Virtual meetings, real connections

Two new online classes launch next week

By now, you probably know a lot about Zoom — the online video meeting platform that allows people to “meet” remotely by computer during these days of the COVID-19 pandemic. Maybe much of your work requires such meetings, maybe your family and friends are catching up that way or maybe you’ve just heard a lot of Zoom jokes.

Some St. Mark’s members have been meeting by Zoom to carry on church business and to study. Among them are: the Leadership Council, the Transition Team, the Worship and Music Committee, the Wednesday Morning Bible Study and the Modern-Day Theologians group.

Now two new studies are forming — one studying Martin Luther, led by Gregory and Lynne Landrey, and one studying the seven churches of Asia Minor, led by Interim Pastor David Mueller. Details are below.

Both require a computer and Internet access. Both are limited to 20 participants. If you have not used Zoom before, we’ll help you get up to speed.

Registration information is listed below, depending on which class you wish to join. If you have any questions, call the church office at (302) 764-7488 or send an email to office@stmarksonline.org.

CLASS DETAILS

WEDNESDAY EVENINGS:

Martin Luther: The Idea That Changed The World

Video and discussion

On October 31, 1517, a young monk named Martin Luther nailed a list of 95 debate topics denouncing the corruption of the medieval world’s largest and most power institution to the doors of the Castle Church in Wittenberg, Germany. This act set into motion a series of events that would change the world in ways he could never have imagined.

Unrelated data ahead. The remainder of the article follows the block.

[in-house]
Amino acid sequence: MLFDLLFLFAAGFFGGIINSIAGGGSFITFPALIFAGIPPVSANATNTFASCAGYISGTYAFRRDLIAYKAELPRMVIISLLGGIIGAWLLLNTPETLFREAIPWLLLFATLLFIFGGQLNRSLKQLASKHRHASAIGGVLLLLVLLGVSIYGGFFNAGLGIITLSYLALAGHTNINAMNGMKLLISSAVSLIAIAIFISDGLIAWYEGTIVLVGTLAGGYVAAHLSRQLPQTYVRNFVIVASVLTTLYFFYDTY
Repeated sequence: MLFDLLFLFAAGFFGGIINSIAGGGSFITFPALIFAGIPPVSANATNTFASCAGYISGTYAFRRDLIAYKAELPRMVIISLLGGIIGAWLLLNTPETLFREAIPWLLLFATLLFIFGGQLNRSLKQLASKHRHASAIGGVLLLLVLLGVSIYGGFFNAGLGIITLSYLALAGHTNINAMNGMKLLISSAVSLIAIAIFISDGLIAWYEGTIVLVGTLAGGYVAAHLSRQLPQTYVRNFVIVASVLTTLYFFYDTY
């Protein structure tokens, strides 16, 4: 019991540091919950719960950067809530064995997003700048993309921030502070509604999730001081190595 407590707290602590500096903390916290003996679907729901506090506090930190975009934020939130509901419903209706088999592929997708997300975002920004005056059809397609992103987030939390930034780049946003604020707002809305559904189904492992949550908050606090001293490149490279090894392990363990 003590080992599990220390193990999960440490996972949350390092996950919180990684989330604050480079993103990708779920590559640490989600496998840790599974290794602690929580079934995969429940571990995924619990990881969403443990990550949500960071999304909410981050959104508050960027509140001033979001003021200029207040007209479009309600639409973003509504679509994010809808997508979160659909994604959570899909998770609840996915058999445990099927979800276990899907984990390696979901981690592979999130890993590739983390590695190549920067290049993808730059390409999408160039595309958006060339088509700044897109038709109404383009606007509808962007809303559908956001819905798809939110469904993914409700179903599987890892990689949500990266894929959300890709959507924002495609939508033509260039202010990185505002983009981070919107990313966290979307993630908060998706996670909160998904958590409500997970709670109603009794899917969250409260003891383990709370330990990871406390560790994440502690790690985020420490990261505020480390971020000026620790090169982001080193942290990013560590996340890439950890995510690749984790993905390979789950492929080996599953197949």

The PBS documentary “Martin Luther: The Idea That Changed the World” was produced in 2017 to celebrate the 500thanniversary of this remarkable event.

During this six-session class, we will be viewing the movie in its entirety. Each session will consist of watching approximately 15 minutes of the movie, reviewing it, making scriptural connections and discussing how it applies to our lives today.

WHEN: 7 to 8:15 p.m., Wednesdays, from May 6 through June 10

LEADERS: Gregory and Lynne Landrey

CLASS SIZE LIMIT: 20

FORMAT: Zoom

TO REGISTER: Send an email to lhlslp@comcast.net

REGISTRATION DEADLINE: May 4

NOTE:  When signing up, please provide First/Last Name and email contact information. Also, kindly indicate if you are familiar with using the Zoom format or would like to participate in a brief tutorial.

SUNDAY MORNINGS:

The Seven Churches of Asia Minor

(Revelation 2 & 3)

The last book listed in the Christian “canon” has been the subject of abuse by some and neglect by most of us. “Apocalyptic” literature is utterly unfamiliar to us. Apocalyptic literature is characterized by the use of numbers and word pictures employed to assist in giving the best possible understanding of otherwise complex and seemingly cryptic matters.

Revelation can simply be viewed as a series of seven sevens. Do the math and one gets 49. The next number is 50, which in Biblical presentation is “Jubilee” or “The chance to start over again in a fresh manner.” This makes Revelation hopeful even if after some frightening images throughout.